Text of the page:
Environment

Something Terrible Is Happening to Avocados Right Now

The record-breaking heat wave that broke out over the Southwestern United States last week is wreaking havoc on Californians' most prized exports: avocados.

The Los Angeles Times is reporting that the temperature, which in some areas broke triple digits, dried out and burned the avocado trees, leaving Californians with precious few avocados for the Fourth of July weekend, a time when avocado sales usually spike.

It may affect next year's crops as well, Tom Bellamore, president of the California Avocado Commission, told the Times. "After the heat, it takes a while for the effects to manifest themselves, so at this point, we’re uncertain if there is a loss or not to next year’s crop."

For example, Garcia Organic Farm in Fallbrook, California, had five of its 29 avocado trees die, the Times reports.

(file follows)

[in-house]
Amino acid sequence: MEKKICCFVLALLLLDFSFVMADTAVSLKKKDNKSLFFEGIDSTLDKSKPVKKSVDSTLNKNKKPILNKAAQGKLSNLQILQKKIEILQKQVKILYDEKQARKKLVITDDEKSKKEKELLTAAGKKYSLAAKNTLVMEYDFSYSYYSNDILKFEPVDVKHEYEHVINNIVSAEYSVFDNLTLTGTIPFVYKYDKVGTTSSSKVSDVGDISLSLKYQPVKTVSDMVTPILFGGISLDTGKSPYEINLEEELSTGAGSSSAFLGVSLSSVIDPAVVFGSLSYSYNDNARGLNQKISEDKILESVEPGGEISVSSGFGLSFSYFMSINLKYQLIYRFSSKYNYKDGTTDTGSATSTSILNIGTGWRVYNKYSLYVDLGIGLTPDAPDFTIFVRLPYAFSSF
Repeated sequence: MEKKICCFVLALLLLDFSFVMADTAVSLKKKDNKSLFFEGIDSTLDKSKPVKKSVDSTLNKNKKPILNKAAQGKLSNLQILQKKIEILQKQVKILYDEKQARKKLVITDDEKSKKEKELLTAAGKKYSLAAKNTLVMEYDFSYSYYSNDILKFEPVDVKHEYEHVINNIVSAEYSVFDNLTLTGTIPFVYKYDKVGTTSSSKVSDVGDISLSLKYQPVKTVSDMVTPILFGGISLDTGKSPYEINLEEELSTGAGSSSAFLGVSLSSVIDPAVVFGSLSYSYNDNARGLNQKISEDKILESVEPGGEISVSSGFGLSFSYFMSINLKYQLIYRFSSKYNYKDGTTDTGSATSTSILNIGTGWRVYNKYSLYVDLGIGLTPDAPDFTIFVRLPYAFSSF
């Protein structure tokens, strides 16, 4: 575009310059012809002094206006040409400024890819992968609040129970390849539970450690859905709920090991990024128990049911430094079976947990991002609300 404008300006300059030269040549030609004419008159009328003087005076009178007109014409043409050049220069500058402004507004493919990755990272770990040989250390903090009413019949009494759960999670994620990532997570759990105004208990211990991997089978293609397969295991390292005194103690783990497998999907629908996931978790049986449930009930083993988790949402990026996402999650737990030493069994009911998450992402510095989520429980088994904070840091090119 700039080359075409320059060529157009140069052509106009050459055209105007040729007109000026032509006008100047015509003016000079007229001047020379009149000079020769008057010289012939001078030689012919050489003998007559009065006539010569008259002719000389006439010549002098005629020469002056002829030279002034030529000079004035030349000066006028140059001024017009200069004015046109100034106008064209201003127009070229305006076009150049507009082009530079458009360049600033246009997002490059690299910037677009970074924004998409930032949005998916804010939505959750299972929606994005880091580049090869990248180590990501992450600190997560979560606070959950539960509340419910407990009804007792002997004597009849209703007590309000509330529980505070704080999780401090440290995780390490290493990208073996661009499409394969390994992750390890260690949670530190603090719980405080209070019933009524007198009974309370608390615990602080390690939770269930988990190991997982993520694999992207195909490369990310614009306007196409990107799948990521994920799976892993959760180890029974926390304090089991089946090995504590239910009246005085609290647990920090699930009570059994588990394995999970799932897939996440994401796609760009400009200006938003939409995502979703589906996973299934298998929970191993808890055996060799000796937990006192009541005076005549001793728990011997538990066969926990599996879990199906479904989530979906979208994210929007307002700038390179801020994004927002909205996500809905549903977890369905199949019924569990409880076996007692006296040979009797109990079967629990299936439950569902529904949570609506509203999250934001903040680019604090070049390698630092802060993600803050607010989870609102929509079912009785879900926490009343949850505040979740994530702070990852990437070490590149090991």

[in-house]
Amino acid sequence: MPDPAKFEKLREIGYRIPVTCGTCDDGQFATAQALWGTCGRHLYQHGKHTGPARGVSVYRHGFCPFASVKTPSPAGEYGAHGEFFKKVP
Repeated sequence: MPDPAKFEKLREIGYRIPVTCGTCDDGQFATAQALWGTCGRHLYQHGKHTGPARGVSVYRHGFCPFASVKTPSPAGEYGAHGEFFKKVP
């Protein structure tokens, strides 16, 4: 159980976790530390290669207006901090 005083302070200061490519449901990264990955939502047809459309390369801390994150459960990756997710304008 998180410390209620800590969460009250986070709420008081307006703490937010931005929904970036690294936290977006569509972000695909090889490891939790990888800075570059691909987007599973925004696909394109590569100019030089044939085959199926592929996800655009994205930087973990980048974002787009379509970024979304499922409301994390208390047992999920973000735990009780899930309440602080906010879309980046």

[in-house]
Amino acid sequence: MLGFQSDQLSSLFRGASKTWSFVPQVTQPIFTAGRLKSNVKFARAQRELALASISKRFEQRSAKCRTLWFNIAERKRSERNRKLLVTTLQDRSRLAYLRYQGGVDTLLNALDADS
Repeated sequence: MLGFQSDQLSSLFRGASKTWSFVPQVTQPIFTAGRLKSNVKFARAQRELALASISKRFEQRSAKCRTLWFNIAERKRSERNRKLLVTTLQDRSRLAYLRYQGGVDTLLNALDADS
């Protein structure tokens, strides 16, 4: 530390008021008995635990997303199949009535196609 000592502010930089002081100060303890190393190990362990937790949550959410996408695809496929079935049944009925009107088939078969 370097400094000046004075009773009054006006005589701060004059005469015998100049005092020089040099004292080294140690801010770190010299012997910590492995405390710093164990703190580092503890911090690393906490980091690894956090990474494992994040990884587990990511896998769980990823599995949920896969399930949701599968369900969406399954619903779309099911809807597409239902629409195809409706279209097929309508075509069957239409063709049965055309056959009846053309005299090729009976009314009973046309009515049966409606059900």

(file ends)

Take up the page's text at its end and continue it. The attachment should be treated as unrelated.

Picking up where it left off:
Heath Shoup of West Pak Avocado, in Murrieta, California, told the Times some particularly chilling news: "There are not enough avocados in the industry right now to supply the demand."

Guacamole

Avocados are not the only food crop affected by climate change.

"The Napa Valley, which plays a key role in California's $60 billion wine industry, may become less suitable for growing premium wine grapes as our climate changes," reports Climate Hot Map. "High temperatures can cause premature ripening and reduce grape quality."

There may even be a peanut butter shortage by 2030 because of how dry the land has become due to climate change.

As for avocados, it's probably going to get worse before it gets better. Jeanne Davis of Coyote Growers, also in Fallbrook, told the Times that she's concerned for the future. "We’ve been here for 25 years, and this has never happened before. There will probably be a minimal amount of avocados for next year because we think that some of the flowers didn’t make it."

[H/T Climate Progress]